Friday, June 26, 2009

McKinsey’s Lesson for Marketers – Focus Less on Push and More on Pull

For years marketers have used the metaphor of the “funnel” to explain the process consumers go through when making purchase decisions. The theory being that consumers begin their journey towards purchasing a product at the top of a funnel where they have several, if not more, brands on their short list.

As they proceed down the funnel, so the theory goes, consumers become more familiar with the features and benefits of each brand. Ultimately, the funnel narrows and those brands deemed less desirable are rationally and deliberately eliminated by consumers save for the one that best meets their needs and requirements. At least, so the theory goes.

For better or worse, this framework has been at the core of many a marketing plan for a good part of the last half century. The result - marketing plans that almost exclusively focus on pushing messages (or offers, discounts, etc) at consumers at each stage of the funnel with the intent of moving them towards a purchase.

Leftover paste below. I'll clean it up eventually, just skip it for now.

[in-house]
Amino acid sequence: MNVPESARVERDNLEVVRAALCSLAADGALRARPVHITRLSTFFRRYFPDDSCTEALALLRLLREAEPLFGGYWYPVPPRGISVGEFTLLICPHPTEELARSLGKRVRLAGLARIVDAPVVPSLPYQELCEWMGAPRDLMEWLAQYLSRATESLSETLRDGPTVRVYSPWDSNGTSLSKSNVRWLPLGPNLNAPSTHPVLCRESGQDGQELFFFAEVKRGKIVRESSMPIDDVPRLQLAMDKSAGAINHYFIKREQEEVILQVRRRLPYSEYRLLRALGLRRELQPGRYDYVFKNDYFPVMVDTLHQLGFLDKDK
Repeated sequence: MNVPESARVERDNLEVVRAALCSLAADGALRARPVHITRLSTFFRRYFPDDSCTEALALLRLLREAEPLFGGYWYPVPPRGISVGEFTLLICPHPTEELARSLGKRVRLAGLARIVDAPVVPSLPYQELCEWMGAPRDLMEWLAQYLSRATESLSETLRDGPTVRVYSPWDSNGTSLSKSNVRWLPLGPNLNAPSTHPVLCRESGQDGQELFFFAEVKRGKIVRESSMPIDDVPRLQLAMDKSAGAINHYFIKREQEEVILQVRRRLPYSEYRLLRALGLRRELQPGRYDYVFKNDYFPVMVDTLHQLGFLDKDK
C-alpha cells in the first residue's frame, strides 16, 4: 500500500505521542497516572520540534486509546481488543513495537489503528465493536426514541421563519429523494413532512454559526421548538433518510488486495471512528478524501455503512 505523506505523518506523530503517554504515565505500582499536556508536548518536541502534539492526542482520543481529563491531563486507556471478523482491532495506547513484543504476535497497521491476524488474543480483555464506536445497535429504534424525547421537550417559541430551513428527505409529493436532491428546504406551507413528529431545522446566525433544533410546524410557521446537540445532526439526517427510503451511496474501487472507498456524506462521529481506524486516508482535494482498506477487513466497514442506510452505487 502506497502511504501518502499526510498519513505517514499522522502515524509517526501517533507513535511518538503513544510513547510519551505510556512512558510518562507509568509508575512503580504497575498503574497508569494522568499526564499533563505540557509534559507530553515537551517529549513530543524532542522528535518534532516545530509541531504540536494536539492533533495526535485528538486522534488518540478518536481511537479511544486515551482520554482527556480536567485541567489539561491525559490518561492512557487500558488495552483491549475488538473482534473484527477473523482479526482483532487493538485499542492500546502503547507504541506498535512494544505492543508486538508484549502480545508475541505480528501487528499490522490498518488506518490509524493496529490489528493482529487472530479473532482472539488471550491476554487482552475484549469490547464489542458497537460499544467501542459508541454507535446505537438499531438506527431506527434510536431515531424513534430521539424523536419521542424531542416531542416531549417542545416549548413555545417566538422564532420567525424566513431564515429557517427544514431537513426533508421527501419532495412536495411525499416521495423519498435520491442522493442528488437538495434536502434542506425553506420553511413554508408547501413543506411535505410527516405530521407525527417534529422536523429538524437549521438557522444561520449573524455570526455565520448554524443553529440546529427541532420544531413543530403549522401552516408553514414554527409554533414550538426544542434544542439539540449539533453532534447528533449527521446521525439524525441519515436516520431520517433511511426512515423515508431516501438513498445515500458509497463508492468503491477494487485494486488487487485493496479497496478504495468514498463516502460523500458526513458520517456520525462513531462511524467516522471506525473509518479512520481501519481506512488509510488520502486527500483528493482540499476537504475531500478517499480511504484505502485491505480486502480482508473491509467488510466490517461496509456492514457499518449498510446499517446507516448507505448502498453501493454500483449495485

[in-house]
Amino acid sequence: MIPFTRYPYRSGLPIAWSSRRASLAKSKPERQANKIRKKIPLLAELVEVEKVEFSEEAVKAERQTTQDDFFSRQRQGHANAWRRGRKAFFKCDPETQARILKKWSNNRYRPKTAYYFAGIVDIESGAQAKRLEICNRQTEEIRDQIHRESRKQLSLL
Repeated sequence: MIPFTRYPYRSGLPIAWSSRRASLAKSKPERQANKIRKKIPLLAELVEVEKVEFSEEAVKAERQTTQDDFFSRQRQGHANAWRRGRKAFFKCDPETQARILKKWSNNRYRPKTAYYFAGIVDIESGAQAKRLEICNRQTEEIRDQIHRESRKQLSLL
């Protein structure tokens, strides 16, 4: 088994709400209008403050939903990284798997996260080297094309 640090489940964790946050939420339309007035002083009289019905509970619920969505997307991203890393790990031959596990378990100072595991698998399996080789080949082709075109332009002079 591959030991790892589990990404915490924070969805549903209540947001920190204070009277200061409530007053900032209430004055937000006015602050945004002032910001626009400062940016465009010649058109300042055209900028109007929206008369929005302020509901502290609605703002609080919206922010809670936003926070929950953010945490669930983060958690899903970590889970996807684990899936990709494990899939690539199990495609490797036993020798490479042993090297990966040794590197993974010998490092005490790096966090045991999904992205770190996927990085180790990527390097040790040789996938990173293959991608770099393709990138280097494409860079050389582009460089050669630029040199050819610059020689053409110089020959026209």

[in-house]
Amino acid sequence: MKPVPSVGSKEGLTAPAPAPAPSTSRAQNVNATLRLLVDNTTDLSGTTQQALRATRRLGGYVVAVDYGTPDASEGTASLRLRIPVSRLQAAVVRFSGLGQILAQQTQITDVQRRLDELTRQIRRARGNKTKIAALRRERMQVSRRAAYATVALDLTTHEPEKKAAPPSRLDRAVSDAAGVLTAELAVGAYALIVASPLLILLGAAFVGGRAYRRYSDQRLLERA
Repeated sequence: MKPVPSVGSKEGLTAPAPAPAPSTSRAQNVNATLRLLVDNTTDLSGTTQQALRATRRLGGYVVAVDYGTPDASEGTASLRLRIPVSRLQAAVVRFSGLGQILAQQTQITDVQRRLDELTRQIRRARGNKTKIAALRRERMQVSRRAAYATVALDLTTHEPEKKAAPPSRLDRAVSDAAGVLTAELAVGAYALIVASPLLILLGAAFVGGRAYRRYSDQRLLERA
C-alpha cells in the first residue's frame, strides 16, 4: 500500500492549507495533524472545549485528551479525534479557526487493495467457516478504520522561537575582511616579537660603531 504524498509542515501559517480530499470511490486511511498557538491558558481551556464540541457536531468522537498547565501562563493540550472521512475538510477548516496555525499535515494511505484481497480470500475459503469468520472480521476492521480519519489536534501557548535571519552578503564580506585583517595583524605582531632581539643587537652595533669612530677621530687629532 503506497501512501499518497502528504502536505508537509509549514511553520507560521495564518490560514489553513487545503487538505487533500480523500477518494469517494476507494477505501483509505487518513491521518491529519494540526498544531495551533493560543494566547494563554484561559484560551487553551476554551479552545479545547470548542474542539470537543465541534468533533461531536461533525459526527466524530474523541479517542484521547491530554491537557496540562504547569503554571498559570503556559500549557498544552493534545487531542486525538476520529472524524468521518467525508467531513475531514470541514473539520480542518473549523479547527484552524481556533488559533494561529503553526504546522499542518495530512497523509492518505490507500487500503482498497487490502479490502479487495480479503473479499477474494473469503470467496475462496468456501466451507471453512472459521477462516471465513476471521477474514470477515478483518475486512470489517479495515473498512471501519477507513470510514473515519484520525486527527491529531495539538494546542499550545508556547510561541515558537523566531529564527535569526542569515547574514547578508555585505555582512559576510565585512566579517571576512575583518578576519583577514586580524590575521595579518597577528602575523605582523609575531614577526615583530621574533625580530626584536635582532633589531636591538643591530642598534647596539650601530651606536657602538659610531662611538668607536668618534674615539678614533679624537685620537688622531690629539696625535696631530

The Consumer Decision Making Process in the Digital Age
Not surprisingly, many have questioned the validity of this model on grounds that it’s overly simplistic, too rational, or that it fails to account for the increasing media fragmentation of the digital era. Now, a new study and report from McKinsey validates these skeptics.

The report, “The Consumer Decision Journey,” issued earlier this week was the output of a study McKinsey fielded that examined the purchase decisions of nearly 20,000 consumers across five industries: automotive, auto insurance, cellular carriers, personal computers and skin care. The key finding: the Internet, the rise of consumerism and a marketplace marked by an increasing array of product options have made push based marketing less relevant and, in many instances, less effective.